Breast cancer is a heterogeneous disease due to different genetic and epigenetic alterations that occur during the development of malignancy. Breast cancers also develop in heterogeneous microenvironments. The mean PO2 in breast cancer is 10 mm Hg (~1.5% O2), as compared to 65 mm Hg in normal breast tissue . Intratumoral PO2 values of less than 10 mm Hg are associated with increased risk of metastasis and mortality, independent of tumor size, stage, grade, or lymph node status . A fundamental mechanism by which cancer cells adapt to the hypoxic microenvironment is through the activation of hypoxia-inducible factors (HIFs), which are composed of an O2-regulated HIF-1α or HIF-2α subunit and a constitutively expressed HIF-1β subunit . Overexpression of HIF-1α or HIF-2α in the diagnostic biopsy is associated with increased metastasis and decreased survival in breast cancer patients, including those without lymph node involvement at the time of diagnosis . Activation of HIFs results in the transcription of many genes that are critical for invasion [5–7], metastasis [5, 7–10], and resistance to therapy .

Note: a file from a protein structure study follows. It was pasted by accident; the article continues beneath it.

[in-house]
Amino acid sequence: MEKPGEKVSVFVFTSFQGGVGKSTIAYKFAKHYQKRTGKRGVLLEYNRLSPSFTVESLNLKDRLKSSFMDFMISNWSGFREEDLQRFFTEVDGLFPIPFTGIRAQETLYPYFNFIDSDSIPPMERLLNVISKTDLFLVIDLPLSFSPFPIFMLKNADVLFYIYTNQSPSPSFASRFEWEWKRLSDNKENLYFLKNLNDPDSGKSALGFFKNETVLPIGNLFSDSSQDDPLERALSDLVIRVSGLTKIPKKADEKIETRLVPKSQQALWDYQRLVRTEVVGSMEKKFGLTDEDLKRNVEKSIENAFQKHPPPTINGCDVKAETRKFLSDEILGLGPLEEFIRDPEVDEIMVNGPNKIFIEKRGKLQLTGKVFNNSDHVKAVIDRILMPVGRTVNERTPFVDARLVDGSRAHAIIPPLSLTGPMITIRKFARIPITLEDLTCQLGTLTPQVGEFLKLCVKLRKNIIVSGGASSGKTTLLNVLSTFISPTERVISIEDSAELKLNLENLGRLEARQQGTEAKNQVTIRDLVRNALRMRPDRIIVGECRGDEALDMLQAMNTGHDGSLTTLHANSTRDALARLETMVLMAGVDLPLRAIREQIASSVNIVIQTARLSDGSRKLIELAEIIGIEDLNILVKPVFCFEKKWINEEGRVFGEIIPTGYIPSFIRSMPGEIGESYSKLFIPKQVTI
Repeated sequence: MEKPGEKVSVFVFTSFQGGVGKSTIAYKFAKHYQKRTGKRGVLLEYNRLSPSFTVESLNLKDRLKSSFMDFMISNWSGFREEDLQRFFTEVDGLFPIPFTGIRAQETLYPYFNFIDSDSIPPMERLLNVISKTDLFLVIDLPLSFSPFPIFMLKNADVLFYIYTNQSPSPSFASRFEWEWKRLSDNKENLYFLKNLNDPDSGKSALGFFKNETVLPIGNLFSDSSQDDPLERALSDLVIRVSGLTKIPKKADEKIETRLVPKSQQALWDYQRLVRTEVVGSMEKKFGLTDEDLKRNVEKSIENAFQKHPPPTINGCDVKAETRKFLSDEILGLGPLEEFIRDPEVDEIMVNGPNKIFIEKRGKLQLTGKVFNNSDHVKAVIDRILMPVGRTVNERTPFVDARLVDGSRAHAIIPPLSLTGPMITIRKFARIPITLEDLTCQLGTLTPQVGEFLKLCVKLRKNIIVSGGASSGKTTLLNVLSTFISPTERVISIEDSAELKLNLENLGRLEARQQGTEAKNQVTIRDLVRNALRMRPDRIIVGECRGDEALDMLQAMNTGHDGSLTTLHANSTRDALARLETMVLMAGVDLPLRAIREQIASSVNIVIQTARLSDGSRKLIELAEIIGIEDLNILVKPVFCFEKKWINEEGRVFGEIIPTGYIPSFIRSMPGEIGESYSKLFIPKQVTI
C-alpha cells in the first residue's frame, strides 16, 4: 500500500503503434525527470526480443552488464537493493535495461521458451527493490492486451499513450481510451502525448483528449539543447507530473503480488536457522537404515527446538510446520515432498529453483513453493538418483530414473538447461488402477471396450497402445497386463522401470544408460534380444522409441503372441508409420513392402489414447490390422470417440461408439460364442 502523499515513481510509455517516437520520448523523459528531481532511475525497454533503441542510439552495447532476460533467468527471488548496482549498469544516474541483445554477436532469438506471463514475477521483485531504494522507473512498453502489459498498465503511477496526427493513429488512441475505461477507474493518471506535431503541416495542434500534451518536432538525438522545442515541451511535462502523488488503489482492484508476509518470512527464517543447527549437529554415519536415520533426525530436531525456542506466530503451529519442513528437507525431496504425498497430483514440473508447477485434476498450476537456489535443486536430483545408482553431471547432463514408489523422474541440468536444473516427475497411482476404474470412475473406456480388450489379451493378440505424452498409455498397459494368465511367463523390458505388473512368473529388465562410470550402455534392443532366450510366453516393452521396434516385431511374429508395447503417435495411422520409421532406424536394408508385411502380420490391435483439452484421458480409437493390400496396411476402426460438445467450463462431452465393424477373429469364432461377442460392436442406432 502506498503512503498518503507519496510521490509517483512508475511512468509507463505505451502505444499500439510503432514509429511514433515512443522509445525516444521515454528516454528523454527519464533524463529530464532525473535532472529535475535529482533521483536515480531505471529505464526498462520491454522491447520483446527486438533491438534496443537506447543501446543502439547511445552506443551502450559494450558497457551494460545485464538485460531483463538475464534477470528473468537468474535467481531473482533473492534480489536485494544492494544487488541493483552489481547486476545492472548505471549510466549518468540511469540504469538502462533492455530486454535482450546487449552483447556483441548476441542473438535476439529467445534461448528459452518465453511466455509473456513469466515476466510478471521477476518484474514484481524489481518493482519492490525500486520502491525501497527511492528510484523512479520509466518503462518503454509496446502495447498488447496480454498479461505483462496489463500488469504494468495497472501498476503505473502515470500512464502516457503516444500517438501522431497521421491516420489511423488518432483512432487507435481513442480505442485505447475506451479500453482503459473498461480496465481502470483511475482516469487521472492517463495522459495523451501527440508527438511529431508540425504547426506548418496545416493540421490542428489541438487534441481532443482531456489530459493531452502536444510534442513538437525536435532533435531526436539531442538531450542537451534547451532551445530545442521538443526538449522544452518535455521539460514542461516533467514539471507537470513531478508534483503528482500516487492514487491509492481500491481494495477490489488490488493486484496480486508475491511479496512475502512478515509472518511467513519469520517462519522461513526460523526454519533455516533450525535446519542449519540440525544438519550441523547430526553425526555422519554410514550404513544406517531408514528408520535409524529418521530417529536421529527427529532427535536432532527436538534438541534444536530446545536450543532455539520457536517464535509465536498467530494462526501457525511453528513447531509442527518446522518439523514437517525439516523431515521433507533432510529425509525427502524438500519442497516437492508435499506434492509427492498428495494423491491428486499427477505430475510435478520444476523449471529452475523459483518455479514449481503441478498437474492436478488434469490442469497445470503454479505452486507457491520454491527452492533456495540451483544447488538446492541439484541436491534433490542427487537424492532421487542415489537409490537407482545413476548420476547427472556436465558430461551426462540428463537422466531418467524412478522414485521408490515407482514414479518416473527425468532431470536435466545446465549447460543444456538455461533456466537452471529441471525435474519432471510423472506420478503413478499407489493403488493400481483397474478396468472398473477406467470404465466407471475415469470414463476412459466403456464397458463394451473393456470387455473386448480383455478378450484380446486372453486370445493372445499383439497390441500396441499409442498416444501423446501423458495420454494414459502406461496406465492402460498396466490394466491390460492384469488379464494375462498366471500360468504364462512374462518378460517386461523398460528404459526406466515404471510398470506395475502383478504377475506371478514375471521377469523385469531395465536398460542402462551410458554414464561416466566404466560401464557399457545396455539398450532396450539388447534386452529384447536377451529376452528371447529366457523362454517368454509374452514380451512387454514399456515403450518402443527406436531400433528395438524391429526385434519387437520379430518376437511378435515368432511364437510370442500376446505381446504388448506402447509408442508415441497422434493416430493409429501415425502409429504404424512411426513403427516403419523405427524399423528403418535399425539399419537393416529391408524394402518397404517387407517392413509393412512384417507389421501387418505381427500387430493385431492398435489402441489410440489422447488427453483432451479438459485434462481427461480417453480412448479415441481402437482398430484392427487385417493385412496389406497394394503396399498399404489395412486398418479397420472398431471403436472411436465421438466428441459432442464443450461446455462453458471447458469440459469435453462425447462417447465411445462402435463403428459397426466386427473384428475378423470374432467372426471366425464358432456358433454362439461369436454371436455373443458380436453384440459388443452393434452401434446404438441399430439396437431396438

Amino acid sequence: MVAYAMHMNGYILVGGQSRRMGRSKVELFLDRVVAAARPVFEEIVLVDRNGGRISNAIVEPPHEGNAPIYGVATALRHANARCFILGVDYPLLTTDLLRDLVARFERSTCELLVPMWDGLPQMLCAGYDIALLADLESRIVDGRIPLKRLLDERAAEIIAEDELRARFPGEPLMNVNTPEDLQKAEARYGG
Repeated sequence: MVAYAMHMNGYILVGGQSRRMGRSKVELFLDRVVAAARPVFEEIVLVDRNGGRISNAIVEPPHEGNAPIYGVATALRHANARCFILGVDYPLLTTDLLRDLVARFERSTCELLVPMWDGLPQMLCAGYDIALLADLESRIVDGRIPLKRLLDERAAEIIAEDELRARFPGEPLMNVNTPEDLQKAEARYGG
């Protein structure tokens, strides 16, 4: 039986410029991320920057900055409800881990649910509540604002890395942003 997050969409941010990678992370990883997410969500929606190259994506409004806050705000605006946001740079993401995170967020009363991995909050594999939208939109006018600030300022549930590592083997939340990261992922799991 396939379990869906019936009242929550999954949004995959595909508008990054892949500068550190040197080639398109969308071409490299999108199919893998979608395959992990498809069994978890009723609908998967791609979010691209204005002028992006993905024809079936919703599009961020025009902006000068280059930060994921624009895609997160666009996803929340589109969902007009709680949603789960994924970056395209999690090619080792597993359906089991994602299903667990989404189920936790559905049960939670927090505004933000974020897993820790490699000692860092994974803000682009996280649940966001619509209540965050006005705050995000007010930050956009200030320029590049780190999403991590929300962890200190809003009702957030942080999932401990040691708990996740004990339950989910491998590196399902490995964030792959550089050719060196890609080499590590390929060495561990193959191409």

HIF-1α has been reported to play a key role in metastatic niche formation [7, 8], one of the earliest steps of metastasis, in which primary tumors produce factors that prepare the potential metastatic site as a receptive soil for cancer cell seeding . Hypoxic breast cancer cells activate HIFs, which in turn induce the expression of a family of secretory proteins that includes lysyl oxidase (LOX), lysyl oxidase-like 2 (LOXL2), and LOXL4 [5, 7, 8]. LOX and LOXL proteins post-translationally modify collagen molecules in the extracellular matrix (ECM) by oxidizing lysine residues to -aminoadipic -semialdehydes, which then undergo condensation to form cross-linked collagen fibers . LOX, LOXL2, and LOXL4 secreted from hypoxic breast cancer cells in the primary tumor cross-link collagens in the lungs, which facilitates the invasion of CD11b+ bone marrow derived cells (BMDCs). The recruitment of BMDCs at the potential metastatic site promotes metastasis in several ways. First, BMDC recruitment is associated with increased expression of chemokines (e.g. SDF-1), which may attract tumor cells that bear the cognate cytokine receptor (e.g. CXCR4) . Second, CD11b+ BMDCs may promote the formation of blood vessels in the incipient metastatic lesion, thereby supporting cancer cell survival and proliferation [14–16]. Third, CD11b+ BMDCs may suppress natural killer cell-dependent immune responses in tumor-bearing animals . Thus, the BMDCs that are recruited to the metastatic niche are a heterogeneous collection of myeloid cells, collectively identified by their expression of CD11b, which create a favorable microenvironment for subsequent lung colonization by metastatic cancer cells [7, 8].